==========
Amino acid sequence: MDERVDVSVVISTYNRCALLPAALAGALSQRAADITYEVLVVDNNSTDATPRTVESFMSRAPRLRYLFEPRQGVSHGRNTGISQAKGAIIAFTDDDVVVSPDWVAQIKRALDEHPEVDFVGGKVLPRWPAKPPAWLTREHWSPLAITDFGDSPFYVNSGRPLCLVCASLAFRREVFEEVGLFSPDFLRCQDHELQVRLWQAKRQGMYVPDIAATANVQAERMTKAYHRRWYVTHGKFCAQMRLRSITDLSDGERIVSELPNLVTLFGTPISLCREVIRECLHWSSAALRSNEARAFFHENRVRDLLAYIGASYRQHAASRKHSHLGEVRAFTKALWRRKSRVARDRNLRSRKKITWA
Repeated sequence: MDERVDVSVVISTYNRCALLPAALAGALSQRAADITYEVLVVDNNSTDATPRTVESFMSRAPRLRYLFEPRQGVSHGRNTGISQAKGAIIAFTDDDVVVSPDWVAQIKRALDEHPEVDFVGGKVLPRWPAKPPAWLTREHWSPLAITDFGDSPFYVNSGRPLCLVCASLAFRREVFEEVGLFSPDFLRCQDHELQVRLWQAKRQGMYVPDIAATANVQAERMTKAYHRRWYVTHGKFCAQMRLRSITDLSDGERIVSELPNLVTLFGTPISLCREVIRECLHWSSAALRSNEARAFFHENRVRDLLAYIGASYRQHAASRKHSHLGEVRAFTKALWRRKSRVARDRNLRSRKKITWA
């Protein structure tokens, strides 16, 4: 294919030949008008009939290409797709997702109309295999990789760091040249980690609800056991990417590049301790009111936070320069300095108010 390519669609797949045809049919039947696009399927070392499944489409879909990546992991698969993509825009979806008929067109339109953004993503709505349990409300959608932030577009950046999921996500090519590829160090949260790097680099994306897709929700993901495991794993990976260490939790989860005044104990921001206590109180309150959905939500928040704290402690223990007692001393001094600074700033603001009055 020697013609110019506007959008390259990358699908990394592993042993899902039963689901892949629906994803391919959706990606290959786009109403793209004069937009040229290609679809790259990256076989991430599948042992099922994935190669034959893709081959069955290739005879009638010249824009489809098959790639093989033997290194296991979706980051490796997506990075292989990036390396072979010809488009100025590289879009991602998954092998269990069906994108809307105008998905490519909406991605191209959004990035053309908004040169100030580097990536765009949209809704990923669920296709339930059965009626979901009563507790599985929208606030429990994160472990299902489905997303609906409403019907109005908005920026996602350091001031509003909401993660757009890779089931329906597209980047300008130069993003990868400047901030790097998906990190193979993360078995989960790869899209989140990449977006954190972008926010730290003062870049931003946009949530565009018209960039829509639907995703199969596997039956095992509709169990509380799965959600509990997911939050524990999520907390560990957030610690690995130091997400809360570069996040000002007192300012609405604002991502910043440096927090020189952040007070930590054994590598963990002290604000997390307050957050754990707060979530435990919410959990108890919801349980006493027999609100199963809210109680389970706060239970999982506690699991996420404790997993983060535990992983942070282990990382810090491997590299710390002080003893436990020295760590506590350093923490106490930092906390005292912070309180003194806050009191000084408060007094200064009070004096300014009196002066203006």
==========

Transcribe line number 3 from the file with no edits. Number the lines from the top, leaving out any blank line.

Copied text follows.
């Protein structure tokens, strides 16, 4: 294919030949008008009939290409797709997702109309295999990789760091040249980690609800056991990417590049301790009111936070320069300095108010 390519669609797949045809049919039947696009399927070392499944489409879909990546992991698969993509825009979806008929067109339109953004993503709505349990409300959608932030577009950046999921996500090519590829160090949260790097680099994306897709929700993901495991794993990976260490939790989860005044104990921001206590109180309150959905939500928040704290402690223990007692001393001094600074700033603001009055 020697013609110019506007959008390259990358699908990394592993042993899902039963689901892949629906994803391919959706990606290959786009109403793209004069937009040229290609679809790259990256076989991430599948042992099922994935190669034959893709081959069955290739005879009638010249824009489809098959790639093989033997290194296991979706980051490796997506990075292989990036390396072979010809488009100025590289879009991602998954092998269990069906994108809307105008998905490519909406991605191209959004990035053309908004040169100030580097990536765009949209809704990923669920296709339930059965009626979901009563507790599985929208606030429990994160472990299902489905997303609906409403019907109005908005920026996602350091001031509003909401993660757009890779089931329906597209980047300008130069993003990868400047901030790097998906990190193979993360078995989960790869899209989140990449977006954190972008926010730290003062870049931003946009949530565009018209960039829509639907995703199969596997039956095992509709169990509380799965959600509990997911939050524990999520907390560990957030610690690995130091997400809360570069996040000002007192300012609405604002991502910043440096927090020189952040007070930590054994590598963990002290604000997390307050957050754990707060979530435990919410959990108890919801349980006493027999609100199963809210109680389970706060239970999982506690699991996420404790997993983060535990992983942070282990990382810090491997590299710390002080003893436990020295760590506590350093923490106490930092906390005292912070309180003194806050009191000084408060007094200064009070004096300014009196002066203006």